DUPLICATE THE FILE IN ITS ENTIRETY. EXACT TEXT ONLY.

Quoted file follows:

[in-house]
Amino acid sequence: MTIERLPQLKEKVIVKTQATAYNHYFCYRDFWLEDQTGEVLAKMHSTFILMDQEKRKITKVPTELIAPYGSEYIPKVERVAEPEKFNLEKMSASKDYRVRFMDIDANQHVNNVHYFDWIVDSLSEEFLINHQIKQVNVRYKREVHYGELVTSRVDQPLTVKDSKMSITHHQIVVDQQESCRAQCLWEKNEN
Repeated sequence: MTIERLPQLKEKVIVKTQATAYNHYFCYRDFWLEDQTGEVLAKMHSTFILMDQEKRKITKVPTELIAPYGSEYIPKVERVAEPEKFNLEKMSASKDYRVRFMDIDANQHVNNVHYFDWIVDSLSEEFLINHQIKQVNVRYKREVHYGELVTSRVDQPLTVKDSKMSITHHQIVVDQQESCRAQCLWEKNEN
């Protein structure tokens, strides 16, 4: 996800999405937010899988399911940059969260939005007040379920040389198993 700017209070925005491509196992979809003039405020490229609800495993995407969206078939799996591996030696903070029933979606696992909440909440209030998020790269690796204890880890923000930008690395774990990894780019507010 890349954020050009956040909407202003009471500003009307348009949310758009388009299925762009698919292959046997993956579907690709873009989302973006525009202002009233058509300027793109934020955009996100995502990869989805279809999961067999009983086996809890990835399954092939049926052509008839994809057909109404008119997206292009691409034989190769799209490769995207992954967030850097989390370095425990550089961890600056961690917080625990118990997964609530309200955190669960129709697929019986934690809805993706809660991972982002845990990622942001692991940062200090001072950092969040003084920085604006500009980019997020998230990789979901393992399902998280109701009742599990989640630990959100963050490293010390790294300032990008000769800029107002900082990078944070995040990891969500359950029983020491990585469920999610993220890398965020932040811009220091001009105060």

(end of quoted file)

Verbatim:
[in-house]
Amino acid sequence: MTIERLPQLKEKVIVKTQATAYNHYFCYRDFWLEDQTGEVLAKMHSTFILMDQEKRKITKVPTELIAPYGSEYIPKVERVAEPEKFNLEKMSASKDYRVRFMDIDANQHVNNVHYFDWIVDSLSEEFLINHQIKQVNVRYKREVHYGELVTSRVDQPLTVKDSKMSITHHQIVVDQQESCRAQCLWEKNEN
Repeated sequence: MTIERLPQLKEKVIVKTQATAYNHYFCYRDFWLEDQTGEVLAKMHSTFILMDQEKRKITKVPTELIAPYGSEYIPKVERVAEPEKFNLEKMSASKDYRVRFMDIDANQHVNNVHYFDWIVDSLSEEFLINHQIKQVNVRYKREVHYGELVTSRVDQPLTVKDSKMSITHHQIVVDQQESCRAQCLWEKNEN
């Protein structure tokens, strides 16, 4: 996800999405937010899988399911940059969260939005007040379920040389198993 700017209070925005491509196992979809003039405020490229609800495993995407969206078939799996591996030696903070029933979606696992909440909440209030998020790269690796204890880890923000930008690395774990990894780019507010 890349954020050009956040909407202003009471500003009307348009949310758009388009299925762009698919292959046997993956579907690709873009989302973006525009202002009233058509300027793109934020955009996100995502990869989805279809999961067999009983086996809890990835399954092939049926052509008839994809057909109404008119997206292009691409034989190769799209490769995207992954967030850097989390370095425990550089961890600056961690917080625990118990997964609530309200955190669960129709697929019986934690809805993706809660991972982002845990990622942001692991940062200090001072950092969040003084920085604006500009980019997020998230990789979901393992399902998280109701009742599990989640630990959100963050490293010390790294300032990008000769800029107002900082990078944070995040990891969500359950029983020491990585469920999610993220890398965020932040811009220091001009105060």